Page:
In a thought-provoking letter to the editor that appeared in last week's edition, Tyler D. Cassell, the zoning chair for the North Flushing Civic Association, takes issue with our editorial defending the placement of group homes for retarded adults in the residential communities of Queens. In his letter, he raises important questions.
At the heart of the controversy surrounding group homes and community board review is the wording of what has come to be known as the Padavan Law. This law permits a community board to reject the opening of group homes and other facilities if the board can demonstrate that a neighborhood is saturated with public facilities. Unfortunately, the law does not define saturation. Community boards have no legal standard to use in determining whether a community is saturated with group homes. This has made the Padavan Law completely useless.
We have addressed this problem on numerous occasions. But we are not holding our breath waiting for the state legislature to act and neither should you. Once again we urge Albany to revisit this legislation. The Padavan Law has caused has caused tremendous frustration for community boards and it needs to be changed.
Mr. Cassell then raises an issue of even greater importance. Clearly, he writes, this is another strong case for advocating community review for all public facilities. We and the other civics have been pushing for community review to give us a vote in our community destiny for some time now.
Since community boards already review the placement of community facilities, Mr. Cassell is clearly suggesting that local associations should also have a vote in this review process. This would allow the members of the civic association to shape the destiny of the community in which they live. Bear in mind that virtually every civic association is already represented on a community board.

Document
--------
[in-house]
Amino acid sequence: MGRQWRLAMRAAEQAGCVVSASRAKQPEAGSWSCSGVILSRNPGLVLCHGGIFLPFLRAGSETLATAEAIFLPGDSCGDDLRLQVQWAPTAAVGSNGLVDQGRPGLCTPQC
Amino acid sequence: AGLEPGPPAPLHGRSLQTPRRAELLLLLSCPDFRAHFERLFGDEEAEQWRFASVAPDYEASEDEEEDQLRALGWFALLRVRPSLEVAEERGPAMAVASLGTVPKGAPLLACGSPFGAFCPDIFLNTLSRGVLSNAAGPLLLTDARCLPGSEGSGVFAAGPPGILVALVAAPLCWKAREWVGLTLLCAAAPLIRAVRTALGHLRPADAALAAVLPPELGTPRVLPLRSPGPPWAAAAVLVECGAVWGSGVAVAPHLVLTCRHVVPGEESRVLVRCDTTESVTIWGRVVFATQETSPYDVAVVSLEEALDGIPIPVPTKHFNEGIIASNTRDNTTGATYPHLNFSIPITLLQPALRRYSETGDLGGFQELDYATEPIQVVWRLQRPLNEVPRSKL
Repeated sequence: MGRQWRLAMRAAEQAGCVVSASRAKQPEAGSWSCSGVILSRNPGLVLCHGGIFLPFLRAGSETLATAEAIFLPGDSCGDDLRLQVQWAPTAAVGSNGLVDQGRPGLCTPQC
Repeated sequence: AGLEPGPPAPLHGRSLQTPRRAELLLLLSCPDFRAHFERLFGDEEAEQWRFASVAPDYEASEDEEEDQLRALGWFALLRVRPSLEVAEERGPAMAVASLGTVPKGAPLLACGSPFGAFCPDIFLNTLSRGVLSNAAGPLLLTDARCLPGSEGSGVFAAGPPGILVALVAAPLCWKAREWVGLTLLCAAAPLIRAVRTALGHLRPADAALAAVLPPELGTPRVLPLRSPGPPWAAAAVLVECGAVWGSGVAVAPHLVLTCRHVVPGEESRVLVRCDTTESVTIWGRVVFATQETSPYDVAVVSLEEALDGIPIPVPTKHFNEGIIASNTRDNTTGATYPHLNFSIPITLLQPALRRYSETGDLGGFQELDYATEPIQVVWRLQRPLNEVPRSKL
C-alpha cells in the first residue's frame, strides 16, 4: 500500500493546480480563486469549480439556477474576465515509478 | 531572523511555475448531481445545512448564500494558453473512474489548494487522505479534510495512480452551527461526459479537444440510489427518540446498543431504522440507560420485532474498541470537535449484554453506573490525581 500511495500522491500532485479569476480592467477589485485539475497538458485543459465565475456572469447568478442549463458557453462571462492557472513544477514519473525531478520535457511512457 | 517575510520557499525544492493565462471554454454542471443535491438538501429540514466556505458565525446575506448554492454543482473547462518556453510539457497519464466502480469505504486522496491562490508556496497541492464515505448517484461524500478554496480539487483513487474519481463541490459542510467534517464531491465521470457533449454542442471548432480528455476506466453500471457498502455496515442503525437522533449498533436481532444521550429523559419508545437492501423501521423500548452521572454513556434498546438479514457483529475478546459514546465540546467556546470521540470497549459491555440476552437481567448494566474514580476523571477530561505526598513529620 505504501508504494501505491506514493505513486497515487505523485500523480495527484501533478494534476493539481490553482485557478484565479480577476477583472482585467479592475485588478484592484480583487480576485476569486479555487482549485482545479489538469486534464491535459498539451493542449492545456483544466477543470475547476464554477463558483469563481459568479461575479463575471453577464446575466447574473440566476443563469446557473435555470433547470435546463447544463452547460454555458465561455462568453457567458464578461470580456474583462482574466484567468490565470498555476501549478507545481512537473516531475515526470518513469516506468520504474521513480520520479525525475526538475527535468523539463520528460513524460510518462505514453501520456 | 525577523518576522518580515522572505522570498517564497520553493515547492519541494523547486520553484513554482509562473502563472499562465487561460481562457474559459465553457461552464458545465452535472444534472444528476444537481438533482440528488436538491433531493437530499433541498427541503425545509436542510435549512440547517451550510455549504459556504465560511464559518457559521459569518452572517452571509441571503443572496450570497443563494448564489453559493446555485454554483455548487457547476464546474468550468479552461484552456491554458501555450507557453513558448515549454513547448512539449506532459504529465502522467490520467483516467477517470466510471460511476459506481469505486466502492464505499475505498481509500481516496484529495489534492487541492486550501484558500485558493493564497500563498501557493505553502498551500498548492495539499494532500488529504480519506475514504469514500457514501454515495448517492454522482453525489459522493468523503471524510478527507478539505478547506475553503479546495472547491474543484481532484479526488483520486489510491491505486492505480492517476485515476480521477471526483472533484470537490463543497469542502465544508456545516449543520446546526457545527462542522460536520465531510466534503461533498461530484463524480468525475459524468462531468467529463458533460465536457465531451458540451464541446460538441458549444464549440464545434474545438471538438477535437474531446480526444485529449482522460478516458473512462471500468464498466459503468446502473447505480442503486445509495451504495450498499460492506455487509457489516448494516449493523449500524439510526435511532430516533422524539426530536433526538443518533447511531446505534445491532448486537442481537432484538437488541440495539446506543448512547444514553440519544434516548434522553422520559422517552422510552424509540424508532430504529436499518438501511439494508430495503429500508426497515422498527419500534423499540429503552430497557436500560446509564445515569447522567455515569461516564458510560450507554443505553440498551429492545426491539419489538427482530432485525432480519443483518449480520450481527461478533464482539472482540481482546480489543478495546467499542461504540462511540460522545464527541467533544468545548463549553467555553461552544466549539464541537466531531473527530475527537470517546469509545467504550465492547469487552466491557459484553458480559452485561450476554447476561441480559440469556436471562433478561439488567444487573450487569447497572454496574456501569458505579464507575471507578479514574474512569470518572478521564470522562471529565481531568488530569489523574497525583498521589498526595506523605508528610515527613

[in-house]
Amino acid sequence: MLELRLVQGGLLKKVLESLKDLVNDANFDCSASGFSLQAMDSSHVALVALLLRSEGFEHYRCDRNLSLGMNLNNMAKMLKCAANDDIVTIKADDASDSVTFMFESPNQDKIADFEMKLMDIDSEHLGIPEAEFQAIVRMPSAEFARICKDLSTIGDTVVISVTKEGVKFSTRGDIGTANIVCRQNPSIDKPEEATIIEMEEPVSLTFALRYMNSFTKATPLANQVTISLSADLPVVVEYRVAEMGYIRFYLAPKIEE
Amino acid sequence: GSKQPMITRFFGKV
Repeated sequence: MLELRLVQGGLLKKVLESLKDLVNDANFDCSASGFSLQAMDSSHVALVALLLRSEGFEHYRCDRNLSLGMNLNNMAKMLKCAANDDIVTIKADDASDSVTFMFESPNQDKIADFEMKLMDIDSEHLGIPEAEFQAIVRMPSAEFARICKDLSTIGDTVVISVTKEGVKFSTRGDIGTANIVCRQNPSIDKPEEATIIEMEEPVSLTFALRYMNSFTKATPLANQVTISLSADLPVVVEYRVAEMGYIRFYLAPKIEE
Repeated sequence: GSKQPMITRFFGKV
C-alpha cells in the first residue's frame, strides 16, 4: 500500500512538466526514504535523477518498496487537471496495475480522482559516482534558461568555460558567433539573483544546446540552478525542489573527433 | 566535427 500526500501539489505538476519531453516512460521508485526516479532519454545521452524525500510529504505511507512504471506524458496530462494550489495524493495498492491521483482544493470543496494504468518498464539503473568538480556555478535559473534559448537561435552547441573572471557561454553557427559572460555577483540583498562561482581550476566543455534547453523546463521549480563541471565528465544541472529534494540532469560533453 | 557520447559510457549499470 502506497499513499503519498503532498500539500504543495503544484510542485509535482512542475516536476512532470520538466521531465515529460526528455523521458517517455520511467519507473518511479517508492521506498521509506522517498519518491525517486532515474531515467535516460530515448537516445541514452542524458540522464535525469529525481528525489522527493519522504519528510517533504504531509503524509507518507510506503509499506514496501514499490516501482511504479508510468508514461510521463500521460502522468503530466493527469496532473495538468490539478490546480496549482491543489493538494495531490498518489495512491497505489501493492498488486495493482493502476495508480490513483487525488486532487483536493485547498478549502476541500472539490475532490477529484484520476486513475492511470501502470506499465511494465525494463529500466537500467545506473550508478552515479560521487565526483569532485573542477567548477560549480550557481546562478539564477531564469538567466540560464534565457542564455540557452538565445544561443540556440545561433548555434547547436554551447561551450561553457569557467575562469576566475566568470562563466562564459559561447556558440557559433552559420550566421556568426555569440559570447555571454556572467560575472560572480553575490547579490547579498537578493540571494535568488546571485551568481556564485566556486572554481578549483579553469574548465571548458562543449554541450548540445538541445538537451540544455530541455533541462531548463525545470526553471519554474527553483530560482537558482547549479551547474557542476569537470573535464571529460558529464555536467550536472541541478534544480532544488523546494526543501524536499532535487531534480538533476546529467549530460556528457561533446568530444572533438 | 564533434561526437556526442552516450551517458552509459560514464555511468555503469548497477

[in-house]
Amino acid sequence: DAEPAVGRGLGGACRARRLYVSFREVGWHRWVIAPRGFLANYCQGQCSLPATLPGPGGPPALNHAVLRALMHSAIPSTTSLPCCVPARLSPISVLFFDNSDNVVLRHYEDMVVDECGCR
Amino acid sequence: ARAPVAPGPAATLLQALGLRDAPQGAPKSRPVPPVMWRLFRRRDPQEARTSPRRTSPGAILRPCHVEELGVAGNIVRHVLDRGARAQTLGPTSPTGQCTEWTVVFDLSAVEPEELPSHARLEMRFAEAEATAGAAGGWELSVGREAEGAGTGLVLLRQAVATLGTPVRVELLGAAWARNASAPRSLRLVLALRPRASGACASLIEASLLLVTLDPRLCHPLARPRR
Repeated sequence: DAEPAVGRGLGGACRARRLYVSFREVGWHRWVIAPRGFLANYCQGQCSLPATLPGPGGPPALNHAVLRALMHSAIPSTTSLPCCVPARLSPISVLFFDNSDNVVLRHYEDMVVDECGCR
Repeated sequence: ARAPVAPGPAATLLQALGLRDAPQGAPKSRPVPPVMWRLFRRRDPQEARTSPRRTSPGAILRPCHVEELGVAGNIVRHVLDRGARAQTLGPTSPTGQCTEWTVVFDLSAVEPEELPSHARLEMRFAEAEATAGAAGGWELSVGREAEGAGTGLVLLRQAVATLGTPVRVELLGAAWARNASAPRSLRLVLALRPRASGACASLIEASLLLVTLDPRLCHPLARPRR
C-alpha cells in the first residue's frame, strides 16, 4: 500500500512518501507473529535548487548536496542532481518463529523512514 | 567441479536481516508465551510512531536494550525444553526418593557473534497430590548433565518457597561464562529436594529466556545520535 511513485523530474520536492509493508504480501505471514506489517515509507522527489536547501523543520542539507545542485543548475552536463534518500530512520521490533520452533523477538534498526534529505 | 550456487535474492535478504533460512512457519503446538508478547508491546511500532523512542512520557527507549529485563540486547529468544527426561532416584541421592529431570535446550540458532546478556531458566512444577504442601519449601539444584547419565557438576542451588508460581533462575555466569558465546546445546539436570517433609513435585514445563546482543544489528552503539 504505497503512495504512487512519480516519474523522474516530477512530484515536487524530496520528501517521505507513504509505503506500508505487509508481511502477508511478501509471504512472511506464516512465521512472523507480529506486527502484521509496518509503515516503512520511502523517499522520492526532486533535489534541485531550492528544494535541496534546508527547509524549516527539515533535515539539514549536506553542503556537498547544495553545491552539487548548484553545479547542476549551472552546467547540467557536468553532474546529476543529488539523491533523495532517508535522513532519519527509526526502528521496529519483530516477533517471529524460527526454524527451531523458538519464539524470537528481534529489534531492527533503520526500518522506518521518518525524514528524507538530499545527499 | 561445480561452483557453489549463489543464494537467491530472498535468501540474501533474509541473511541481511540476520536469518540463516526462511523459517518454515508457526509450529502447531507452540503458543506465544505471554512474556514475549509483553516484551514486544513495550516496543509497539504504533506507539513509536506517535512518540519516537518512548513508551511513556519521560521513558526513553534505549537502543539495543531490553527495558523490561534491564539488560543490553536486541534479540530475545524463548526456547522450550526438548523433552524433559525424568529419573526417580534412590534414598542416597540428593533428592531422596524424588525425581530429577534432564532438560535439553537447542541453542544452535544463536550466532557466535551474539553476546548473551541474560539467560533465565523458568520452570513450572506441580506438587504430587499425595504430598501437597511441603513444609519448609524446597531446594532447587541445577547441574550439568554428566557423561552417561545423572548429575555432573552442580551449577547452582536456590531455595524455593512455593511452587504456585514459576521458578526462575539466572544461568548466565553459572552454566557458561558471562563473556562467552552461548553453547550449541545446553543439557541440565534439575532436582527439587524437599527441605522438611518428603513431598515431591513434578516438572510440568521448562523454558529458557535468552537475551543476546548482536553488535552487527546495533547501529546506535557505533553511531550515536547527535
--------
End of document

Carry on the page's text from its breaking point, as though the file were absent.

Call us skeptical, but we cannot imagine any civic association that would welcome a generator, an AIDS hospice or a methadone clinic within its confines. Andwe do not know of a single civic association that does not already believe it is saturated with community facilities. There is no question that, if neighborhoods were given the right of veto, most community facilities would be relocated to the East River or Jamaica Bay.
How much voice should a community have in its own destiny? Last year community leaders in Queens argued that zoning laws, which allow churches to build as-of-right in residential neighborhoods, should be amended. There is no question that the churches and other religious centers that have opened in the residential areas of Queens have had an impact on quality of life.
One community in Flushing has even petitioned for the right to fence off its streets to keep undesirables out. Another community in Bayside opposed the expansion of St. Mary's Hospital for Children because it found the traffic created by families coming to see their terminally ill children disruptive. And yet another civic group in Bayside fought hard to prevent a car dealer from expanding on Northern Boulevard because they feared the impact of this expansion on nearby residential streets. Further down the boulevard, Douglaston resident bitterly opposed the opening of a 7-11 store in area clearly zoned for commercial use.
Striking the balance between the needs of the city, the concerns of local homeowners and the rights of businesses and nonprofit organizations is perhaps the greatest challenge facing both city planners and community leaders in the coming decade.
We fully agree that communities have the right to help shape their own destinies. But the civics have that opportunity to voice their opinions on the community board level. That should be enough. To give civics the right to review proposed facilities would only open up Pandora's Box.
©2001 Community News Group
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